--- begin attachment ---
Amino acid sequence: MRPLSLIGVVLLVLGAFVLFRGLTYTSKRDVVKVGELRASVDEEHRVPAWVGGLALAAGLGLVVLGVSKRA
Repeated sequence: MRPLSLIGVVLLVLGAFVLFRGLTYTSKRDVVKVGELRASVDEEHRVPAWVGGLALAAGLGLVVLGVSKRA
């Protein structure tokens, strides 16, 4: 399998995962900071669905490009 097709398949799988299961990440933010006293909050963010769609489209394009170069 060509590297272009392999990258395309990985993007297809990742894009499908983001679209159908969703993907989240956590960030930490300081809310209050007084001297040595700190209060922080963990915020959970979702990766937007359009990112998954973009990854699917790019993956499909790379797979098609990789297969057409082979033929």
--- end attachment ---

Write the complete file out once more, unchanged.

Amino acid sequence: MRPLSLIGVVLLVLGAFVLFRGLTYTSKRDVVKVGELRASVDEEHRVPAWVGGLALAAGLGLVVLGVSKRA
Repeated sequence: MRPLSLIGVVLLVLGAFVLFRGLTYTSKRDVVKVGELRASVDEEHRVPAWVGGLALAAGLGLVVLGVSKRA
């Protein structure tokens, strides 16, 4: 399998995962900071669905490009 097709398949799988299961990440933010006293909050963010769609489209394009170069 060509590297272009392999990258395309990985993007297809990742894009499908983001679209159908969703993907989240956590960030930490300081809310209050007084001297040595700190209060922080963990915020959970979702990766937007359009990112998954973009990854699917790019993956499909790379797979098609990789297969057409082979033929």